Georgetown Time Machine: Down Goes Key Mansion

This week for Georgetown Time Machine, GM returns again to the wonderful archive of the Historical Society of Washington, DC for a photo of the demolition of the famous Key Mansion.

The photo is from 1948 and shows the former home of Francis Scott Key in the process of deconstruction. It was taken down in order to construct the Whitehurst Freeway. It stood, essentially, across the street from the former Exxon gas station.

The Streets of Washington wrote an elaborate and detailed history of the building. This also included its grim fate: it was deconstructed with the aim to be preserved and reconstructed somewhere else. But the entire house went missing and nobody knows where it went. (In truth, President Truman vetoed the funding of a bill to reconstruct a replica of the house using the old bricks. So the bricks probably just ended up in other projects.)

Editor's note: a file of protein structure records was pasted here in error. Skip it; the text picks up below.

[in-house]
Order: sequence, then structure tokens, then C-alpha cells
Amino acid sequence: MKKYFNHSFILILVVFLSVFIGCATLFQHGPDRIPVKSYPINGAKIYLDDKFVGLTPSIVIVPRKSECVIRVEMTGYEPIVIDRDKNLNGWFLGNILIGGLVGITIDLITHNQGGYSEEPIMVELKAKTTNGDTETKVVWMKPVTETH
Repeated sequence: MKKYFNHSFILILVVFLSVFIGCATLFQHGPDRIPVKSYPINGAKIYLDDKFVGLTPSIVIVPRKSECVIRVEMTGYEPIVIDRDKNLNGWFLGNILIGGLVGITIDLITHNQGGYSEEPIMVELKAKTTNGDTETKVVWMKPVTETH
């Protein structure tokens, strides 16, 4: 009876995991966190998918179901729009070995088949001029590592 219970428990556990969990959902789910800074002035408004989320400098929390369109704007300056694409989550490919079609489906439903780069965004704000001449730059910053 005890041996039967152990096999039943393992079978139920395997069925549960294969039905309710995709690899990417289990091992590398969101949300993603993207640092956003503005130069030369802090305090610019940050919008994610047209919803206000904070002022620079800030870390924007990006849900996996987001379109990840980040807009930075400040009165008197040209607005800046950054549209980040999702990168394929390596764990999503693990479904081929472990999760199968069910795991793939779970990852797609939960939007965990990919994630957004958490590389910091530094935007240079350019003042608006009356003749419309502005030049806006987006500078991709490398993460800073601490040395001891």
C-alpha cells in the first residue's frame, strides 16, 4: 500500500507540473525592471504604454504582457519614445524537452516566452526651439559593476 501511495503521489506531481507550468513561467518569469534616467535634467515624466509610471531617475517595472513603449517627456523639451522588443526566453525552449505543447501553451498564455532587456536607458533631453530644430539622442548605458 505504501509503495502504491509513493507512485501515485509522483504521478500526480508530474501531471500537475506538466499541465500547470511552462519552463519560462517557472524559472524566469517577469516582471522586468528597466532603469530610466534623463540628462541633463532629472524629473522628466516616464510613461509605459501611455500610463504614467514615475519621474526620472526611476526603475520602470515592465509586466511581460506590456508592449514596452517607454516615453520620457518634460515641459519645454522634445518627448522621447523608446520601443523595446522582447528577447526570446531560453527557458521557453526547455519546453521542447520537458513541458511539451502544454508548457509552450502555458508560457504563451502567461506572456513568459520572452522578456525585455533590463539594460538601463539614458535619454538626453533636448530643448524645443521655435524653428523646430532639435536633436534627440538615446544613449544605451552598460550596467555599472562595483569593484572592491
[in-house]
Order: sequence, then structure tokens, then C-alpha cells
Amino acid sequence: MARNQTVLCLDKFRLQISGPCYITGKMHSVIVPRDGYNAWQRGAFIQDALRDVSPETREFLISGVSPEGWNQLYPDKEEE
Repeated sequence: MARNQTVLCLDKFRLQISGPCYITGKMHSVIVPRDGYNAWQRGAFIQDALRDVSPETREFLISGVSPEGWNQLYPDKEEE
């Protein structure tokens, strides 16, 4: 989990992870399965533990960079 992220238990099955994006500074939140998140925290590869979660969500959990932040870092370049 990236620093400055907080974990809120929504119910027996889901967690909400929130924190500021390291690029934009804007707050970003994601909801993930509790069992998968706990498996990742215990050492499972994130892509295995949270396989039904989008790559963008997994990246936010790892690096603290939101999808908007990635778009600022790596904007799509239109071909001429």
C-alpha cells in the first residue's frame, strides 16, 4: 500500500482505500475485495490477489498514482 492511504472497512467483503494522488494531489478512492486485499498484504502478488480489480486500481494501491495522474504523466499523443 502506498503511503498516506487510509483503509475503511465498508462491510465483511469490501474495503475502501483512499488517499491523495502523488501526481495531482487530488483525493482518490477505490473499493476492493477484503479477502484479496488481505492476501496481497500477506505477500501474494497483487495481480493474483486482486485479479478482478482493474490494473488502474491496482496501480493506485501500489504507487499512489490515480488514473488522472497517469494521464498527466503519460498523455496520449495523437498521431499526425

Preservation was already a bit of a lost cause in 1948. Immediately prior to its demolition, the building looked approximately like this:

This was basically nothing like what the building looked like when Key lived there:

So “saving” it as Key knew it was already impossible.

Other interesting bits in the old photo include the ruins of the old aqueduct bridge footings (which weren’t removed with dynamite in 1962).

You can, of course, also see the Potomac Boat Club, but that still looks the same. Through the woods just to the right of the old Aqueduct Bridge abutment you can make out the shadow of Dempsey’s boathouse.


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2 responses to “Georgetown Time Machine: Down Goes Key Mansion

  1. Minor but significant nitpick. The Key Mansion was east of the Aqueduct Bridge. The former Exxon gas station is directly north of the Aqueduct Bridge. If the Key Mansion had essentially been across the street from the gas station, it might have been spared.

  2. Pingback: Georgetown Time Machine: Southwest | The Georgetown Metropolitan

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